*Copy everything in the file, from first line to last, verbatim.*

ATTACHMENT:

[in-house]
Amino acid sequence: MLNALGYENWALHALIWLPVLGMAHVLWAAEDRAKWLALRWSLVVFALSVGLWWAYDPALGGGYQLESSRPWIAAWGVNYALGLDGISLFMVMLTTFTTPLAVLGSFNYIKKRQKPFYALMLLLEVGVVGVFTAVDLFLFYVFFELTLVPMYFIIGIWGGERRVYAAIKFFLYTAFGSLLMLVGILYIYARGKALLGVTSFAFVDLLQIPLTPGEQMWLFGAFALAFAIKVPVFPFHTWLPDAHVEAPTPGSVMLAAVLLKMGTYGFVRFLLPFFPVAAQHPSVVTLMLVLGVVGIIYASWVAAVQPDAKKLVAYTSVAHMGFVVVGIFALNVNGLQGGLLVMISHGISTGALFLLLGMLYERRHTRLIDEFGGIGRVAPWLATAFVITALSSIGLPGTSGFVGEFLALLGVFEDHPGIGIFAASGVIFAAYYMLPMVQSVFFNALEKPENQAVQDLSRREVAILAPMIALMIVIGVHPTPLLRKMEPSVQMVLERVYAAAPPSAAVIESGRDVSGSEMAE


[in-house]
Amino acid sequence: MLNALGYENWALHALIWLPVLGMAHVLWAAEDRAKWLALRWSLVVFALSVGLWWAYDPALGGGYQLESSRPWIAAWGVNYALGLDGISLFMVMLTTFTTPLAVLGSFNYIKKRQKPFYALMLLLEVGVVGVFTAVDLFLFYVFFELTLVPMYFIIGIWGGERRVYAAIKFFLYTAFGSLLMLVGILYIYARGKALLGVTSFAFVDLLQIPLTPGEQMWLFGAFALAFAIKVPVFPFHTWLPDAHVEAPTPGSVMLAAVLLKMGTYGFVRFLLPFFPVAAQHPSVVTLMLVLGVVGIIYASWVAAVQPDAKKLVAYTSVAHMGFVVVGIFALNVNGLQGGLLVMISHGISTGALFLLLGMLYERRHTRLIDEFGGIGRVAPWLATAFVITALSSIGLPGTSGFVGEFLALLGVFEDHPGIGIFAASGVIFAAYYMLPMVQSVFFNALEKPENQAVQDLSRREVAILAPMIALMIVIGVHPTPLLRKMEPSVQMVLERVYAAAPPSAAVIESGRDVSGSEMAE